Tag Archives: Lee Jackson

Marcel Laponder: The Interview!

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Marcel Laponder was born in Pretoria, South Africa on the 23rd of May 1978. He competed for Great Britain after he moved to the UK when he was 21 and joined the British Army. It was through the army that he discovered biathlon and took up the sport in 2005. He made his World Cup debut in 2008 and his best result was 57th place which came in the Sprint race in Khanty-Mansiysk in season 2010/11. Unfortunately he has had to announce his retirement from the sport due to commitments with the army.

You can like Marcel’s Facebook Page: Marcel Laponder Biathlete


What was your best or favourite race from your biathlon career?

2011 Altenberg IBU Cup Pursuit race where I shot 0 0 0 0 going from 51st to 35th place and a then still active German Athlete said ”how did you do that dude!” That athlete was Daniel Graf who later was to become my coach.


What is your best memory from your biathlon career?

Too many… every race is special and is a honour and privilege to start in. One of those memories would be qualifying for the World Championships pursuit race in Khanty Mansiysk. This year getting my first chance to start the Relay as the first leg in the relay mass starts. The past season’s team atmosphere and camaraderie was memorable.

What advice would you give to young people who would like to become a professional biathlete?


The difference between making it and not is having the correct mind set. Biathlon is brutal not only physically but also full of disappointments which is over come by being mentally strong and having the confidence to believe you can achieve it. What you think will have a huge affect as this translates in to not only shooting reaction but also how you approach training and racing. Of course this alone is no guarantee and the correct smart hard training comes with it and of course a little bit of talent and luck.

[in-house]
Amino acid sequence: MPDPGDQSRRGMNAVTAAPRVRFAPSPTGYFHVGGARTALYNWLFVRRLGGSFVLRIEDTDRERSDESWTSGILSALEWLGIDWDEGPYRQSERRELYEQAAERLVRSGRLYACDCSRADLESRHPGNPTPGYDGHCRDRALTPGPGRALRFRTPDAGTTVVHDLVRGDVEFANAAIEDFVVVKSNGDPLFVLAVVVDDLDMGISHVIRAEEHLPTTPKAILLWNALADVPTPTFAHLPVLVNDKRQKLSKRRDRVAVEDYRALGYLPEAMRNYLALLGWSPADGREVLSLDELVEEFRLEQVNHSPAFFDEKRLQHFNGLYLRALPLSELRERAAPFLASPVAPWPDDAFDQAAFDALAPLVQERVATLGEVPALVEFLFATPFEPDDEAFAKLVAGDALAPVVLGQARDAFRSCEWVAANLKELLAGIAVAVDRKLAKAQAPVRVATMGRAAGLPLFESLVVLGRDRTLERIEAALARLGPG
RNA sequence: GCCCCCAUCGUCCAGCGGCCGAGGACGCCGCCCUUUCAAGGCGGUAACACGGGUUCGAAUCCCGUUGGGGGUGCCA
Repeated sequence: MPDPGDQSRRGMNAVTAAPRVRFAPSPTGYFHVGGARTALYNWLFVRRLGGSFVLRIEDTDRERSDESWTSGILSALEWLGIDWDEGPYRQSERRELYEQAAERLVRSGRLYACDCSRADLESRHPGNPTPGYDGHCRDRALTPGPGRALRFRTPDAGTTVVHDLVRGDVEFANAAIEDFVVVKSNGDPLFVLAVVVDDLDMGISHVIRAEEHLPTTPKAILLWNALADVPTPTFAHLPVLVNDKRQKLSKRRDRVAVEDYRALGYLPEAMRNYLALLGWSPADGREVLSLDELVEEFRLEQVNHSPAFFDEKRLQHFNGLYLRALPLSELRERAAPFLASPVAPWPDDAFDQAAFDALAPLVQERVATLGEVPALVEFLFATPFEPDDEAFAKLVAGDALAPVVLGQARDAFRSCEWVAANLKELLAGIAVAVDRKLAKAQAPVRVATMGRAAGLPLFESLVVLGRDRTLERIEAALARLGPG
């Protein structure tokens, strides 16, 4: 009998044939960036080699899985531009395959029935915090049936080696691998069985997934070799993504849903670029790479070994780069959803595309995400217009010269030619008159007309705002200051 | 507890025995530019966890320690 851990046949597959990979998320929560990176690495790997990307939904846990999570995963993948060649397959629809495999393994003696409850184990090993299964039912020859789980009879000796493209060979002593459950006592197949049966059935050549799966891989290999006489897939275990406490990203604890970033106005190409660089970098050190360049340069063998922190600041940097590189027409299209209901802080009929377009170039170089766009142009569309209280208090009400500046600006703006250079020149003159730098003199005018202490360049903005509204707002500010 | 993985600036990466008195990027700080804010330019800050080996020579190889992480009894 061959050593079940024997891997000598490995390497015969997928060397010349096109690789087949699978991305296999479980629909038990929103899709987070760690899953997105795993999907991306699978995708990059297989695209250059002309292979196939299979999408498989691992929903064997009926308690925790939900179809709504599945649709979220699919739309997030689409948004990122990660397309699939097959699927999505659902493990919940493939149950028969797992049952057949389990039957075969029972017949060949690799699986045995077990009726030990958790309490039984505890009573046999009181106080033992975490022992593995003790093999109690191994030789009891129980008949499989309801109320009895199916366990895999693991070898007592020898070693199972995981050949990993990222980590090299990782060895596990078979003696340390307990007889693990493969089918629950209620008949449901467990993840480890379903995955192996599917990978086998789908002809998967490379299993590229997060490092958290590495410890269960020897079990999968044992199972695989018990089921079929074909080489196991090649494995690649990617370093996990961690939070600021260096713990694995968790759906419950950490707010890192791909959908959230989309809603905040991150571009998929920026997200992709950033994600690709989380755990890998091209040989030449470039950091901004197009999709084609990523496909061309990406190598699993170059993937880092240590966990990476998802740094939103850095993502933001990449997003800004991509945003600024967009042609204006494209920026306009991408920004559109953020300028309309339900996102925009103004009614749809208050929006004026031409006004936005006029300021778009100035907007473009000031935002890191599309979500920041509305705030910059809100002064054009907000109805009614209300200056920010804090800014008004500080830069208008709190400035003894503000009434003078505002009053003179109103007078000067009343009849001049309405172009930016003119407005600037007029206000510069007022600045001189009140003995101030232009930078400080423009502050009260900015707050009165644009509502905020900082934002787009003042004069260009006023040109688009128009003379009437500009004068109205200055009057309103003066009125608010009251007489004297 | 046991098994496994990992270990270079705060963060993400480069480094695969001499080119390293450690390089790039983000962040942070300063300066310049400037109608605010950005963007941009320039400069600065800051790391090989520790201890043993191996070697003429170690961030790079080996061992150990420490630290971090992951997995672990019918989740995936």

You know Scott Dixon and Amanda Lightfoot very well. How do you think they will do this season?

Scott is still young and still has a bright future ahead of him, his strength in the past like his father has been his shooting. As long as Scott can keep securing sponsorship then he is the future of British Biathlon. His focus this season will be to qualify for the next OWG.

Amanda has the hunger for Biathlon. Her training program is brutal and for this she needs to be a tough cookie which she achieves by being mentally strong which also shows in her aggressive racing style. As long as Amanda keeps competing for a bit longer then she has it in her to one day to potentially achieve a top 30 or better. It is not a question if rather a question of when she will achieve it. This past season alone there was at least one opportunity where she nearly achieved this. Don’t forget she started really late in the sport, compared to other athletes who started when they were kids and compared to Amanda who would still be in their teens in terms of training years, then what she has achieved is pretty impressive.

What’s the situation in the Men’s Team this year? Will there be enough guys for the Relay team? What about for the IBU Cup?

Last year we were not able to enter all the relay events due to Jacko and Kevin who retired, also funding was limited for the far flung events in America. This has meant that as a nation we have dropped a start slot in the World Cup. One of the usual World Cup men will probably also be racing on IBU Cup due to the start slot this year. If there is enough qualified athletes then GBR could potentially enter the Relay on the World Cup although the priority this year is OWG. For IBU Cup we have upcoming athletes who are being trained by ex Olympian athlete Lee Jackson (Jacko). So his athletes will most likely fill the available IBU Cup spots.


Do you have a favourite biathlon track? Where is it and why?

Hochfilzen. I love the course with the fast technical corners and the short up and downs. It has a hard range approach which makes things interesting, I feel at home there and generally have always had descent results in Hocky. Also Forni Avoltri is a track which I love, it is an IBU Cup course. A small venue which has a hard track tucked away in the mountains with stunning scenery.

Perhaps not really a track but location. Frassinoro, Italy, which hosts the Frassinoro Summer biathlon festival, super friendly biathlon loving town and a great event with Italian flair.


Who is your favourite biathlete (past or present) and why?

Marie Dorin Habert and Tim Burke must be some of the humblest athletes and this I respect. Simon Fourcade I also like and is an athlete that I would really like to see do well.

Does your rifle have a name?

Hmm no

Describe yourself in three words.

Hmm I didn’t know so I asked three people:
my wife says: chilled out
Scott says: reliable
Amanda says: honest

Quick fire Questions: